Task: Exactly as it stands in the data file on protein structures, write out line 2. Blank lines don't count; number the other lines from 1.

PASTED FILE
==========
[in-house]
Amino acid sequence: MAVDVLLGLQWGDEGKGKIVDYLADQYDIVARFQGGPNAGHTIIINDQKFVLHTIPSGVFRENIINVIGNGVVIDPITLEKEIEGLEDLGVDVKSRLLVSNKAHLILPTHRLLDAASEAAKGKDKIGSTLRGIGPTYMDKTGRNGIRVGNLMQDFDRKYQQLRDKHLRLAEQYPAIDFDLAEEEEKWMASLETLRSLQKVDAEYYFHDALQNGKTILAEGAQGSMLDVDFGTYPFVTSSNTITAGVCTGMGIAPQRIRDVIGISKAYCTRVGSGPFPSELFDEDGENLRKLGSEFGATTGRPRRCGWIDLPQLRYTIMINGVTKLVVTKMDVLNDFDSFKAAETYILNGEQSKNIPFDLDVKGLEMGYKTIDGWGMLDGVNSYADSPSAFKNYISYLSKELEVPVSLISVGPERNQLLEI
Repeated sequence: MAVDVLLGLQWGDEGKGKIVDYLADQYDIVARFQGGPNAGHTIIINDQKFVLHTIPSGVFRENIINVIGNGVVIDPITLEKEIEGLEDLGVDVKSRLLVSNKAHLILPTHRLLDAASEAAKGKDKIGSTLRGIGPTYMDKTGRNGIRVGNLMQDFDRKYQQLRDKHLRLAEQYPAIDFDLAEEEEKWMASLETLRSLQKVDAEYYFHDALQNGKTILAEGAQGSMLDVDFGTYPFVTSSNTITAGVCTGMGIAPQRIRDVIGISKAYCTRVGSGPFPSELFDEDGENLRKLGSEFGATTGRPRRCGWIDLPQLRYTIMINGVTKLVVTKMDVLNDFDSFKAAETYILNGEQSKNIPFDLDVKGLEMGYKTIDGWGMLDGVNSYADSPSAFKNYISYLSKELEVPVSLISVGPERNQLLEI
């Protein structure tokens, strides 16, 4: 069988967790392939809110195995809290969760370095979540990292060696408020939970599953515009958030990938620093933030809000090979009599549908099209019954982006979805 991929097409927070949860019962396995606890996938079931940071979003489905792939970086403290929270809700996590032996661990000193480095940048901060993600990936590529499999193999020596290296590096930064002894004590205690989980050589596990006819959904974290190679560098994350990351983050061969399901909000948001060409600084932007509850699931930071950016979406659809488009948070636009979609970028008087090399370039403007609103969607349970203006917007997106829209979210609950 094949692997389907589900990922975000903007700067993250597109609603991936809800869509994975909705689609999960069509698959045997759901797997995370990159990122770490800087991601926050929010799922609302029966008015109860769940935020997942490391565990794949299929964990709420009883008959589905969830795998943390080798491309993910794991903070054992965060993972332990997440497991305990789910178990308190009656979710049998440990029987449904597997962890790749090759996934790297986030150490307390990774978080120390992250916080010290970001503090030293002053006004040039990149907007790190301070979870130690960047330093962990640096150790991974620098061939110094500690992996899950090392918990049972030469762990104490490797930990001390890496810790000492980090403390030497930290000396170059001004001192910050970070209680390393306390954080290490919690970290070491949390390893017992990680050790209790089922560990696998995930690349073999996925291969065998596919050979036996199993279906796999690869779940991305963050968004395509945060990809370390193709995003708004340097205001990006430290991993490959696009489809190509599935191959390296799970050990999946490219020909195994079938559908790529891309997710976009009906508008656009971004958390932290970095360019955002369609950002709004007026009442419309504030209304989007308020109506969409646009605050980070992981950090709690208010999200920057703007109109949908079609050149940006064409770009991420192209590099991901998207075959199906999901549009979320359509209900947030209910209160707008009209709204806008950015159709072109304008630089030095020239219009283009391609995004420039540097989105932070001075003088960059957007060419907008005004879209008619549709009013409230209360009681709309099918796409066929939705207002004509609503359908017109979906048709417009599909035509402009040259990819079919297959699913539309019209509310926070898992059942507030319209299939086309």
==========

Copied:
Amino acid sequence: MAVDVLLGLQWGDEGKGKIVDYLADQYDIVARFQGGPNAGHTIIINDQKFVLHTIPSGVFRENIINVIGNGVVIDPITLEKEIEGLEDLGVDVKSRLLVSNKAHLILPTHRLLDAASEAAKGKDKIGSTLRGIGPTYMDKTGRNGIRVGNLMQDFDRKYQQLRDKHLRLAEQYPAIDFDLAEEEEKWMASLETLRSLQKVDAEYYFHDALQNGKTILAEGAQGSMLDVDFGTYPFVTSSNTITAGVCTGMGIAPQRIRDVIGISKAYCTRVGSGPFPSELFDEDGENLRKLGSEFGATTGRPRRCGWIDLPQLRYTIMINGVTKLVVTKMDVLNDFDSFKAAETYILNGEQSKNIPFDLDVKGLEMGYKTIDGWGMLDGVNSYADSPSAFKNYISYLSKELEVPVSLISVGPERNQLLEI